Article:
Non-Capital Sexual Battery To A Person Over 12 Years Of Age Defense
Good evening and welcome to Florida Criminal Law TV. My name is Stephen G. Cobb and we have been covering sexual battery offenses in this special segment of Florida Criminal Law TV. Now, we are going to cover sexual battery where the accuser is over the age of 12 so these are not capital offenses. There are many different variants of them. And generally speaking, they all involve mandatory prison, sexual offender designation, sexual offender registration and the possibility of a Jimmy Ryce Hearing. And a Jimmy Ryce Hearing is simply a civil commitment trial after someone who has served a sentence is then made a civil defendant for permanent lifetime commitment due to dangerousness.
So, these kinds of cases are very, very important when it comes to whether or not they are handled correctly. And I am going to give you two examples of real-life cases, again using anonymized names like Smith and Doe and things like that because that is appropriate. So, in my first example, a business owner had an employee and he asked a very simple question, “Why do you want to meet with me?” And the employee could not really give an answer. But he relented and in his mind, he was going to meet the employee at her normal location of work. Instead, she showed up to another location. And then, after talking for a few minutes, she left. He thought that is kind of odd. The next thing you know, an investigator is calling him wanting to interview him about allegations of sexual assault and sexual battery. He is blown away and calls me immediately.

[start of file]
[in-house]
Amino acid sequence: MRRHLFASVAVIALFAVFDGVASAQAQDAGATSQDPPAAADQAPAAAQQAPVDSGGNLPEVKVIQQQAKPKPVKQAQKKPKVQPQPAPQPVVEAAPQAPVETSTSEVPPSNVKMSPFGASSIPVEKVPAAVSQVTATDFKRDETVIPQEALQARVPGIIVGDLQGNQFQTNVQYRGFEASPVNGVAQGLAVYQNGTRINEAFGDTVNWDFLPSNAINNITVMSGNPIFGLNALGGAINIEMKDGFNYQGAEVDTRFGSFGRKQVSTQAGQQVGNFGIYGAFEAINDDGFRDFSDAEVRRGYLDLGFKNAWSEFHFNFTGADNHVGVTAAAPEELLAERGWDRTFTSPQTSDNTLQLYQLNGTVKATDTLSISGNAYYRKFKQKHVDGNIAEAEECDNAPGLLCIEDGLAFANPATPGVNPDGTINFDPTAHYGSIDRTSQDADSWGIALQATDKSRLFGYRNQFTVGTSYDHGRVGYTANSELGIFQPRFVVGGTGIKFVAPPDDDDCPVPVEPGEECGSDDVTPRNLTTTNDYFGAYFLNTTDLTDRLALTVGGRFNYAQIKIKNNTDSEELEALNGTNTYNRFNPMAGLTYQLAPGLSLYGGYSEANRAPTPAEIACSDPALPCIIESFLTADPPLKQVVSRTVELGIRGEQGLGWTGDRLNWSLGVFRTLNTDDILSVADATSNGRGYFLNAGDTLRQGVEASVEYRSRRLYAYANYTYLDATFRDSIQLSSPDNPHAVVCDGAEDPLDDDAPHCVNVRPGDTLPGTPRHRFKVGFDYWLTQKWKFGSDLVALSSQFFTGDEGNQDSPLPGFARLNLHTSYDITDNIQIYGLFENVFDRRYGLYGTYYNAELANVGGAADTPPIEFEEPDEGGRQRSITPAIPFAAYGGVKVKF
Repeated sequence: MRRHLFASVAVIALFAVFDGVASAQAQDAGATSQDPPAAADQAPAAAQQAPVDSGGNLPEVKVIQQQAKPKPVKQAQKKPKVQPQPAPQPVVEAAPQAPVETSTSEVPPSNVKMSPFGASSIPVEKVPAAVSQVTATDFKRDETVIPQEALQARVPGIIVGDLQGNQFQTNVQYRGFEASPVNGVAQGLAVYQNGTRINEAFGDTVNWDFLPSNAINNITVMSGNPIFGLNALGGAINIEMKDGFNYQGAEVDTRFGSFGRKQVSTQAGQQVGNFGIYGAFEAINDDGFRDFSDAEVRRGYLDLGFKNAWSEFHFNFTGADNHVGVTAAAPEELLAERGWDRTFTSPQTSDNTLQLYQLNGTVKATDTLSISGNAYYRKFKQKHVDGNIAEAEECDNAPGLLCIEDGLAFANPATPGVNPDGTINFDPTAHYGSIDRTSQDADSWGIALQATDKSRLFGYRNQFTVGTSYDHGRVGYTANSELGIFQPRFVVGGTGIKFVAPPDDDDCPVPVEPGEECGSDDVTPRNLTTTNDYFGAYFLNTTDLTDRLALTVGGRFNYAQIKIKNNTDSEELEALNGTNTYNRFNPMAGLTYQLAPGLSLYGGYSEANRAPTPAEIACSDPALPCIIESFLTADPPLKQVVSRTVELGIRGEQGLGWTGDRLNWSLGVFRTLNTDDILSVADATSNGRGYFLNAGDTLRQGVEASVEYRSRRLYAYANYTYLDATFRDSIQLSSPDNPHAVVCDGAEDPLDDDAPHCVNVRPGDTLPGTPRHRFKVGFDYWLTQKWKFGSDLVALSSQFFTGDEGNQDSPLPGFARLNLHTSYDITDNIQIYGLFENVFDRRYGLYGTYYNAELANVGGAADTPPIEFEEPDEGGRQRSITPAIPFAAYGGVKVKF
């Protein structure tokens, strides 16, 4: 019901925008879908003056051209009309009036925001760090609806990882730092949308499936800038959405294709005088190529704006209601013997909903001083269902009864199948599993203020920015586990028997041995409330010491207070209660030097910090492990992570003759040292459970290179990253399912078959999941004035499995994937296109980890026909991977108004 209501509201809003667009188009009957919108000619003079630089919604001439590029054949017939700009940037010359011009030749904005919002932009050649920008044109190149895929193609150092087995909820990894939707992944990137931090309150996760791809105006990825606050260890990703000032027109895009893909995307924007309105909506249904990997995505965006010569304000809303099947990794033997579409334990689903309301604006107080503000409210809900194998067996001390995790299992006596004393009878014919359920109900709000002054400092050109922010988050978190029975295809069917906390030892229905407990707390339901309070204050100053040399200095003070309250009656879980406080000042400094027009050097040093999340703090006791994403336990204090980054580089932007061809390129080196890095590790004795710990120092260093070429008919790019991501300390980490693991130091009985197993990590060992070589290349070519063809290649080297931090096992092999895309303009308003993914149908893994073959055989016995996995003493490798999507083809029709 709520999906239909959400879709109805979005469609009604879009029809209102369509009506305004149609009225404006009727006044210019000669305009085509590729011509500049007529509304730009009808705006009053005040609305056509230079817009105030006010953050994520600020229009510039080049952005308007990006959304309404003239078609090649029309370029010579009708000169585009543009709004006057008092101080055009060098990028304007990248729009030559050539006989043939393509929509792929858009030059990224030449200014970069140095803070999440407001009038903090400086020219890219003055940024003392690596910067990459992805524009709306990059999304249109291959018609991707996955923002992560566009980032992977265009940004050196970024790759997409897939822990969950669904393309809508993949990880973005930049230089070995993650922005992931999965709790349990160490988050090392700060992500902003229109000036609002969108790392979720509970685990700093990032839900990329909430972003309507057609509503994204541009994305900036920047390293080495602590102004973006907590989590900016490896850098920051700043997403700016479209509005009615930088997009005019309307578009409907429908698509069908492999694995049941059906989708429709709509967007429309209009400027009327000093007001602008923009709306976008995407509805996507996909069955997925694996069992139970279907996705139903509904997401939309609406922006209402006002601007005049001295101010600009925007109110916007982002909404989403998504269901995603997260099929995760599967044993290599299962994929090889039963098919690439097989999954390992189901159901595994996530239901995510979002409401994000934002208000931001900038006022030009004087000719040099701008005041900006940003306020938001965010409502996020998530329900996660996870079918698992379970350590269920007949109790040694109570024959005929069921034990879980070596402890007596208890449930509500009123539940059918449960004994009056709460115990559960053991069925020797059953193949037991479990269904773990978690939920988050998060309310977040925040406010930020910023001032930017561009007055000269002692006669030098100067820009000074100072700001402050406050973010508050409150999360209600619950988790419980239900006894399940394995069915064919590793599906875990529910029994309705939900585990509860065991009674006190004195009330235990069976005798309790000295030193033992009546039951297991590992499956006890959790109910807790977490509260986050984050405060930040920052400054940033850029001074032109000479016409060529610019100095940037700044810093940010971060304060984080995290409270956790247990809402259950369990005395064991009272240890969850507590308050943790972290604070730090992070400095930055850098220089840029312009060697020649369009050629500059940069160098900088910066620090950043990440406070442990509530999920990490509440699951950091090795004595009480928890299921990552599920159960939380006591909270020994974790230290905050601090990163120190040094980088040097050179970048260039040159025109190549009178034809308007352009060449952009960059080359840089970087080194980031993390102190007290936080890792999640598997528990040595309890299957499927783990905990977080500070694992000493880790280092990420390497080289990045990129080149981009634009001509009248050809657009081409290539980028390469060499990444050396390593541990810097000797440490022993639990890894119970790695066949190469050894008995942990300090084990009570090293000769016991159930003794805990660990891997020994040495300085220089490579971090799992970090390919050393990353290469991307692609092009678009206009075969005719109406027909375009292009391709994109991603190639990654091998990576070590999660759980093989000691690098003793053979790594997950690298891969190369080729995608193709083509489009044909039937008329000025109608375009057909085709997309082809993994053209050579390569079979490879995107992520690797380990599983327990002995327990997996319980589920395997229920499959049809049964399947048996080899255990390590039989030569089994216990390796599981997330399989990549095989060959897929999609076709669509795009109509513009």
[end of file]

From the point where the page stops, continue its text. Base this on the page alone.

I intervened and it took eight months before an arrest warrant came down. And sure enough, as the case is going on, here are some things we uncovered that played into the defense of this charge because these kinds of cases were really scary before the Me-Too movement. They were one of the types of cases that you just cannot get a fair trial on, to be blunt about it. You can get a trial as fair as possible but even before the Me-Too movement, it was very difficult because when the question is asked, “Is there anyone here who would not want to sit on this case because they could not be fair knowing it is a sex offense”, you would be stunned at how many hands go up in the air when we are trying to pick a jury. It is higher than for any other case, it always has been. And after Me-Too, it is even higher. And this is a real problem for people who are falsely accused.